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If You Haven't Made a Yes/No/Maybe Sex List, the Time Is Now

Allie Gemmill is an avid writer, cinephile, Ravenclaw, and pizza enthusiast. She regularly writes on film and television with a special focus on women’s involvement & influence in Hollywood. Additionally, she has bylines at Bustle, Keyfr...

This is the ultimate sex list, & it's all about consent

Truly, there is nothing sexier than consent, which is why it's more important than ever before that you and your partner sit down to discuss and create a consent checklist. Figuring out which things you each say yes and no to while you're intimate with one another is of the utmost importance, not only because it shows you respect one another's boundaries, but also because it will create a more intimate understanding of your partner. And while a consent checklist sounds like homework, it's anything but. This is a chance for you and your partner to sit down and have fun while figuring out all the ways you can say yes together and perhaps even bring up the possibility of some of the items on your sexual bucket list that may not come up organically.

Consent has always, always been a crucial aspect of sexual education and growth. In light of recent cultural movements like #MeToo and Time's Up, a renewed effort is being made to understand that consent is key when you are about to have sex. It's about being safe, respecting your partner and showing your partner you care. Regardless of the nature of the relationship you have with the person you're going to have sex with, enthusiastic consent and further discussion about what you are and are not consenting to is important. In theory, you want to be on the same level with your partner, both physically and emotionally, right?

More: What the Aziz Ansari Allegations Teach Us About Our Limited Idea of Consent

And so, with that in mind, let's take a look at the benefits of creating a yes/no/maybe list with your partner to make sure you’re both safe and satisfied when you're engaging in any kind of sexual activity.

Have you had the talk with your partner?

No, this isn't about the birds and the bees. The talk we're talking about it is sitting down with your partner (preferably with your clothes on) before any kind of foreplay or touching has gotten into the mix and talking about what you two expect to do together. Now, you don't have to go through the exact play-by-play, but just establishing that you two are both down for having sex, just engaging in a little bit of foreplay or maybe mixing it up by adding in something new is something that should be talked about. This stage is also the time to put on the table what you like to do and what you don't like to do and what you absolutely do not want to do when you have sex. Establishing those limits and opening those doors to new, exciting adventures to have with your partner will make every enthusiastic yes even better. Plus, you don't want to negatively impact your partner or your relationship by surprising them with something unexpected when they are at their most vulnerable.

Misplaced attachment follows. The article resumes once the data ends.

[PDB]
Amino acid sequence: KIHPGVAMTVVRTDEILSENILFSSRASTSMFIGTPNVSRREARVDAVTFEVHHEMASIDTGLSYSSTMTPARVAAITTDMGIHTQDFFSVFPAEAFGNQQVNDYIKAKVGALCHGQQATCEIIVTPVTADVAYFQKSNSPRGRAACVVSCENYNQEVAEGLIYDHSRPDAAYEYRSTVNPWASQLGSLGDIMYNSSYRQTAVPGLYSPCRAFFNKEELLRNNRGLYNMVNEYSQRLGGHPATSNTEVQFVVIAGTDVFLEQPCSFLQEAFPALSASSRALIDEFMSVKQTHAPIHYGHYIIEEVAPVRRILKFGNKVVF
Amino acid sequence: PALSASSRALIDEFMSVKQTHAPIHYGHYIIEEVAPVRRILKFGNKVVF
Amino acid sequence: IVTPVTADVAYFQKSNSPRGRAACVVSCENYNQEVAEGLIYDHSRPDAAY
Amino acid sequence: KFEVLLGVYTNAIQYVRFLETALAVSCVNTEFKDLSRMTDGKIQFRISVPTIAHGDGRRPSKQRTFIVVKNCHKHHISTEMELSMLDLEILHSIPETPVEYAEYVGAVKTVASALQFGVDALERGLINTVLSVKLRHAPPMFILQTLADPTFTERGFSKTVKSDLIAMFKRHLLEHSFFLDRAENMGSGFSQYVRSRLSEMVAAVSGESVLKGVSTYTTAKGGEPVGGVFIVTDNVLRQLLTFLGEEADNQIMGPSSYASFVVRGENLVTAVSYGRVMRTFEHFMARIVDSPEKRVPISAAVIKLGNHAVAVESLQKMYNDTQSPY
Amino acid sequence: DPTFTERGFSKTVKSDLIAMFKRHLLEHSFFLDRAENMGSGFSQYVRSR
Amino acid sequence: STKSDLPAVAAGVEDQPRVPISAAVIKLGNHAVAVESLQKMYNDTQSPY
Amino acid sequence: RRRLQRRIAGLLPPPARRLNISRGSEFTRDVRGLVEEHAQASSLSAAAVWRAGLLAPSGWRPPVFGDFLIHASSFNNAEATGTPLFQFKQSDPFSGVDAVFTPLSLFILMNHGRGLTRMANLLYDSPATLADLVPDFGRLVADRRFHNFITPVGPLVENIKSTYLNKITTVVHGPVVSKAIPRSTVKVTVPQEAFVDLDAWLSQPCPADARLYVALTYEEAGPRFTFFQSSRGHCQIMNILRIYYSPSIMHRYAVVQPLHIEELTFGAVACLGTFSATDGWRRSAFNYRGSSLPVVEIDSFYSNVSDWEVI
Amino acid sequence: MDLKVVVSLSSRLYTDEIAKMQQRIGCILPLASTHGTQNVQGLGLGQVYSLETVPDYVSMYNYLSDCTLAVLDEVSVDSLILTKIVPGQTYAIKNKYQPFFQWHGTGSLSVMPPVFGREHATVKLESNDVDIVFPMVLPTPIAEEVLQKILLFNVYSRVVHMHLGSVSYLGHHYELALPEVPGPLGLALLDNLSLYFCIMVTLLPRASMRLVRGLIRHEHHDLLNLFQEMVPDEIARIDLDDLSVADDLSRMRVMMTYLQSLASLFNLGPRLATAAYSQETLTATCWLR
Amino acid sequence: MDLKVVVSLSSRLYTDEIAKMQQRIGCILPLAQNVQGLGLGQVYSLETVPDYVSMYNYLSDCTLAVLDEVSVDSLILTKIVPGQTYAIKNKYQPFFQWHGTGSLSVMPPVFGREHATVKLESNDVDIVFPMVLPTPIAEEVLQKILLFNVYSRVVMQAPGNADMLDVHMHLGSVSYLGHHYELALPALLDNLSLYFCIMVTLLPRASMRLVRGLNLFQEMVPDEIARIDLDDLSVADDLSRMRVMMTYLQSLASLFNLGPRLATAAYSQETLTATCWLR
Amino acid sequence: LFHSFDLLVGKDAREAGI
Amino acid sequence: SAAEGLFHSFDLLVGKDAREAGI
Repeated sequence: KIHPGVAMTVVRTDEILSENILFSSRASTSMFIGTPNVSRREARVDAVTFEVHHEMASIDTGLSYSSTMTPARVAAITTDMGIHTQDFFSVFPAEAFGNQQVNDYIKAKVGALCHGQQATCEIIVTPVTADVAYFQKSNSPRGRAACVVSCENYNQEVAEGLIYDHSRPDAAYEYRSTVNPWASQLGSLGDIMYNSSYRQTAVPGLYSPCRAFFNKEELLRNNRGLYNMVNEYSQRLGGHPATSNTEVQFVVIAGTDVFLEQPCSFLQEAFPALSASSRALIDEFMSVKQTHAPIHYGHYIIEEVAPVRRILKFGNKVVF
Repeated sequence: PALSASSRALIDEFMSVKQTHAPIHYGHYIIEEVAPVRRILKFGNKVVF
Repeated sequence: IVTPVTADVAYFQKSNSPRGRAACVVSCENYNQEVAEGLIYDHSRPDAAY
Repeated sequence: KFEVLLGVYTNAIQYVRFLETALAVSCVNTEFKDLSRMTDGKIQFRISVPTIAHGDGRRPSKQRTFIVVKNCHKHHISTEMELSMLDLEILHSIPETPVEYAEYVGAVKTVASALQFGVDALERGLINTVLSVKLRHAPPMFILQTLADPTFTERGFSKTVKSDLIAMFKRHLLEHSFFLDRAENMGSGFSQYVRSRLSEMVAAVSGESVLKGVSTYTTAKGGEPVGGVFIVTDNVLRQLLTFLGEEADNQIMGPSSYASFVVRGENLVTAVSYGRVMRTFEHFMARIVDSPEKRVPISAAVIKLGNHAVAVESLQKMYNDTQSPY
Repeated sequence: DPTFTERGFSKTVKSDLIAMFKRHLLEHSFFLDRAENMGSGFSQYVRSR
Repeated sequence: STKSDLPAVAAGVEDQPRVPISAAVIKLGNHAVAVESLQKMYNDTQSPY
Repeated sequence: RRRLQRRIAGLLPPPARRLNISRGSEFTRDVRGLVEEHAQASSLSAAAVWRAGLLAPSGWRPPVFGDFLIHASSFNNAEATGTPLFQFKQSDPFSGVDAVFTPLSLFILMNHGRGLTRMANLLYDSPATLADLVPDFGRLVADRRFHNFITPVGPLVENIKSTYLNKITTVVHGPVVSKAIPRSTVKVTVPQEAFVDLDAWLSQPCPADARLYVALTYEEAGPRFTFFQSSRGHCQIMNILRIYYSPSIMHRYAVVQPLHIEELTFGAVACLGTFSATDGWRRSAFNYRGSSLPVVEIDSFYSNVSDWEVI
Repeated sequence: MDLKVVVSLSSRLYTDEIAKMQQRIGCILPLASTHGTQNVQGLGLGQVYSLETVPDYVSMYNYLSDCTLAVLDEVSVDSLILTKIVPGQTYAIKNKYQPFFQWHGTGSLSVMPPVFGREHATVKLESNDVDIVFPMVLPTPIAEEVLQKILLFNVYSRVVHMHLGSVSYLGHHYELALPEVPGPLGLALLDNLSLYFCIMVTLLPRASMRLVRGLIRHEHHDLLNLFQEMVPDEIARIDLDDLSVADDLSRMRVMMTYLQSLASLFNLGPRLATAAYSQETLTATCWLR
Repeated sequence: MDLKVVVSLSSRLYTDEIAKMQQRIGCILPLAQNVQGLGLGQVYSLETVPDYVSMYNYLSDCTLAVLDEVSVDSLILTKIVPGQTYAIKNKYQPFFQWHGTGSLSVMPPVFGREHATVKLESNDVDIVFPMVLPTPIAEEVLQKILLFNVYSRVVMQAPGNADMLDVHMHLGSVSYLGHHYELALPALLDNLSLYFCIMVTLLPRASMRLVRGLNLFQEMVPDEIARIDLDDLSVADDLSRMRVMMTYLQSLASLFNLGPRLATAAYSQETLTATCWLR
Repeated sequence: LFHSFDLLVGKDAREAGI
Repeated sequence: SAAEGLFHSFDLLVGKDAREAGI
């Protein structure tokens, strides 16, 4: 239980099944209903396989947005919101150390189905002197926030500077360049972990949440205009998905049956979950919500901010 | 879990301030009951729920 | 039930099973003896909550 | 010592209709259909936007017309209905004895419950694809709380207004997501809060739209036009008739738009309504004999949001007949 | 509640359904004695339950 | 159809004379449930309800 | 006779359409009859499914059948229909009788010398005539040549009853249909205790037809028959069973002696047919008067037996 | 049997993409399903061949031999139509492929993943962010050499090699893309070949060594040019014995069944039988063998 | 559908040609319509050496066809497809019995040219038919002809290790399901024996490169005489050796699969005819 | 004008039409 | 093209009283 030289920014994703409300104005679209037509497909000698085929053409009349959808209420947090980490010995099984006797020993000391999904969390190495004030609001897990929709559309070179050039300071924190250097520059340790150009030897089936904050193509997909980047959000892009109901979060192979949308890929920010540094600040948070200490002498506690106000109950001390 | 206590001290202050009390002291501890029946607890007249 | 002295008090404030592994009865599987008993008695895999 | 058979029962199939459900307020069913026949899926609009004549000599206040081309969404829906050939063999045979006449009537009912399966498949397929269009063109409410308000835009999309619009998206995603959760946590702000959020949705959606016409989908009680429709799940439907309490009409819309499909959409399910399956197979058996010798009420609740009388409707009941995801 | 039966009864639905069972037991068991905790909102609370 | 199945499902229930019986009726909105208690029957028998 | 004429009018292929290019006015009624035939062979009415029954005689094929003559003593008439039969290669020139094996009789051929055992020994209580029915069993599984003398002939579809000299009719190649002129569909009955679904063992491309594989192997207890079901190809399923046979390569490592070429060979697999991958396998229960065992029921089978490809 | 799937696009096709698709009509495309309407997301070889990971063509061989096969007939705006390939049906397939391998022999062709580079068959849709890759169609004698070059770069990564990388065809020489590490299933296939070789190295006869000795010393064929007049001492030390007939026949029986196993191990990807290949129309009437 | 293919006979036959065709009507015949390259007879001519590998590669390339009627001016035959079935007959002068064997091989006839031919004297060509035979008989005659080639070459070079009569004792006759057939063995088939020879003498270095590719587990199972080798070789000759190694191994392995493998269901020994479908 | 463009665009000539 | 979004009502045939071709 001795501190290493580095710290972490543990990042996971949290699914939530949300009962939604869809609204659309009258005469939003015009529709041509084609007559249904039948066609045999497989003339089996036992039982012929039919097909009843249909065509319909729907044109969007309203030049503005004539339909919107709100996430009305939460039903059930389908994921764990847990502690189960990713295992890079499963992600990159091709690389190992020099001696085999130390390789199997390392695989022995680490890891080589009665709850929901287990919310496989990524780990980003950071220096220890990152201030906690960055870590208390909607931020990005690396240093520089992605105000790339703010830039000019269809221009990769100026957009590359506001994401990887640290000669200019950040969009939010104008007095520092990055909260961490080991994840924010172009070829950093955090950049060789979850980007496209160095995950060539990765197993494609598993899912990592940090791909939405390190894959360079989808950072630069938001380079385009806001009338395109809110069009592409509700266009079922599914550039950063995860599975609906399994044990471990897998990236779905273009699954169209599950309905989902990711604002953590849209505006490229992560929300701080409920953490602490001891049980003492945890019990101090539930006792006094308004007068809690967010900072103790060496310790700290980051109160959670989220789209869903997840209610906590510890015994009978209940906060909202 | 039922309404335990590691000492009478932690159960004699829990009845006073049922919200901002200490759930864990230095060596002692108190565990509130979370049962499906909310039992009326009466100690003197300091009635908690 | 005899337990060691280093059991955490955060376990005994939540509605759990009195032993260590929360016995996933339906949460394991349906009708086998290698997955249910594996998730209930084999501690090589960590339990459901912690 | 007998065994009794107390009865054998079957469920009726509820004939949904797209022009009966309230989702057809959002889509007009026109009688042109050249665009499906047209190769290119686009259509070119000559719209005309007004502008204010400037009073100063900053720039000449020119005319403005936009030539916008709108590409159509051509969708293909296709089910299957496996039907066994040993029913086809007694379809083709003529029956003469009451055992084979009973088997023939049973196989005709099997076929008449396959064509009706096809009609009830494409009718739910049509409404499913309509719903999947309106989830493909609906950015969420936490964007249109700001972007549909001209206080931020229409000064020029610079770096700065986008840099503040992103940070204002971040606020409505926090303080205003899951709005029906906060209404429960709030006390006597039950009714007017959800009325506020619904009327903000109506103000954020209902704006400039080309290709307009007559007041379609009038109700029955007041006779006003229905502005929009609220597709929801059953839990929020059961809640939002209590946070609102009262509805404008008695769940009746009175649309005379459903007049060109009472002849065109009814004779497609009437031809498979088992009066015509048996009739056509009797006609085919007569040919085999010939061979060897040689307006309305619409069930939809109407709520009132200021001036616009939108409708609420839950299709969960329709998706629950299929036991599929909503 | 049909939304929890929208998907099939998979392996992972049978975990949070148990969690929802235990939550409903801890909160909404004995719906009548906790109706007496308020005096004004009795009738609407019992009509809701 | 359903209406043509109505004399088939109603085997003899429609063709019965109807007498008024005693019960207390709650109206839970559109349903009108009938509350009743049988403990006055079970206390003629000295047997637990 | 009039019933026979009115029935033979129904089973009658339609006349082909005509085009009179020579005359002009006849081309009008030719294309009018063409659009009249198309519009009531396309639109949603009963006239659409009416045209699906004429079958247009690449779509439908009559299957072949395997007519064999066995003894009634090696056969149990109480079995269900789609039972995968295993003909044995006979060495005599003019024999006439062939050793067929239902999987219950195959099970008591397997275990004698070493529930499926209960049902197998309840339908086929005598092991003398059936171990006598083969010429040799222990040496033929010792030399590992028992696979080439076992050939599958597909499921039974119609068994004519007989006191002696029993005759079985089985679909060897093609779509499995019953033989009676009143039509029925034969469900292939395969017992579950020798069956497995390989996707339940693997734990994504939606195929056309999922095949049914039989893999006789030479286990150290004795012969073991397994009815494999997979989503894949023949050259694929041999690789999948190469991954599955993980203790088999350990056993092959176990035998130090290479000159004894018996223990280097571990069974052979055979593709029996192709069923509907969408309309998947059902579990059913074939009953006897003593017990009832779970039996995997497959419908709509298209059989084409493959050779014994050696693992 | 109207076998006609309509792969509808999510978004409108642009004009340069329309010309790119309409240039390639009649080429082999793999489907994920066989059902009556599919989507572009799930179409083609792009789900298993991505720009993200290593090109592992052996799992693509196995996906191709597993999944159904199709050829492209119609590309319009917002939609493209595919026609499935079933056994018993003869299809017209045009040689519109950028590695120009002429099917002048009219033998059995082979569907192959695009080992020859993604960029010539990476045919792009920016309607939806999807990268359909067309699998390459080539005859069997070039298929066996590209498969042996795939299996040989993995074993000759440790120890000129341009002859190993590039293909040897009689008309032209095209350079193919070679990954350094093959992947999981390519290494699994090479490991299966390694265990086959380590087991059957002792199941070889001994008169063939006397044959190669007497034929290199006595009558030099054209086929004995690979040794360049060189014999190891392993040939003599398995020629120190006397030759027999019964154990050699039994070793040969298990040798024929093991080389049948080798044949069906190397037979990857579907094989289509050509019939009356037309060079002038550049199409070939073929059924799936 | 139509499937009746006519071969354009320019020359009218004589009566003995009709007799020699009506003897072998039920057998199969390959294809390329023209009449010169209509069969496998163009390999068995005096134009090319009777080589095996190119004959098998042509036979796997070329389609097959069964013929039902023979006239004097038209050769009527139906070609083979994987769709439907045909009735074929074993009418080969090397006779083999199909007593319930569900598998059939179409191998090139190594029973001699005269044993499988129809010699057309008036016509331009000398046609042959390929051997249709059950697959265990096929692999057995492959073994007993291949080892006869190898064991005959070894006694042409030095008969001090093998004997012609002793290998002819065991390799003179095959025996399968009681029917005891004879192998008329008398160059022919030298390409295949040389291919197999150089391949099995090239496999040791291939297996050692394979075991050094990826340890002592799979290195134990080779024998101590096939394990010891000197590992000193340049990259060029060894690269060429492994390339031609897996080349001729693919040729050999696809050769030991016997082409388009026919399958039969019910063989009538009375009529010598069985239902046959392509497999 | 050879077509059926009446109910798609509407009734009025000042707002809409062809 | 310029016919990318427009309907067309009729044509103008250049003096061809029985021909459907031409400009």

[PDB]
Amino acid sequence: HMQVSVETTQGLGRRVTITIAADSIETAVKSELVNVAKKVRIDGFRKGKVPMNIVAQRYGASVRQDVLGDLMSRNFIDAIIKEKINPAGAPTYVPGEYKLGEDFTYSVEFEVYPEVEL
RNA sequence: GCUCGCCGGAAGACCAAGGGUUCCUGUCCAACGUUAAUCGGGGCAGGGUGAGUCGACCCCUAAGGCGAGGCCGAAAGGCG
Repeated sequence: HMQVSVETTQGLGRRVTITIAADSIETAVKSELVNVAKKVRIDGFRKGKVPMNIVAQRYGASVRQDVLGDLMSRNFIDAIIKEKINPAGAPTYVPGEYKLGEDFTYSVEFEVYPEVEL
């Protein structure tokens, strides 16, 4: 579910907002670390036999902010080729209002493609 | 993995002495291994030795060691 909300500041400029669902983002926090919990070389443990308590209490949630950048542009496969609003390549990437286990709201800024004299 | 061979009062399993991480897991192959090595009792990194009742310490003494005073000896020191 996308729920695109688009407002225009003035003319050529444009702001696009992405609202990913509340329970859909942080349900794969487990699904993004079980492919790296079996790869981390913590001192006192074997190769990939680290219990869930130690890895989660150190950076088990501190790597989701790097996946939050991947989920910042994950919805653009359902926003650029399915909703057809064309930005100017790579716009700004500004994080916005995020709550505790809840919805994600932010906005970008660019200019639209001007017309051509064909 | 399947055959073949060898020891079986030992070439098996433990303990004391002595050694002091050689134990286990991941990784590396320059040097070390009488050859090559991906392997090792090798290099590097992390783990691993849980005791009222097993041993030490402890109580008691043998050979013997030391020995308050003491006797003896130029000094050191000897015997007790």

Do you & your partner know what to put on your consent checklist?

Luckily, you're not totally at sea when it comes to creating a checklist; there are already plenty of checklists out there in the world you and your partner can work off into order to create one tailor-made for you both.

The checklist should be as thorough as possible. Take one look through the one devised by Scarleteen and you'll see that different kinds of sexual acts are clearly described so as not to lead to confusion. Notable points to consider adding to your checklist might include: "A partner touching me affectionately without asking first," "Being looked at directly, overall, when I am naked" or "Touching a partner sexually without asking first." There's no confusion here about what each act requires, and the Scarleteen checklist also acts as a great suggestion for formulating the first phase of your consent checklist.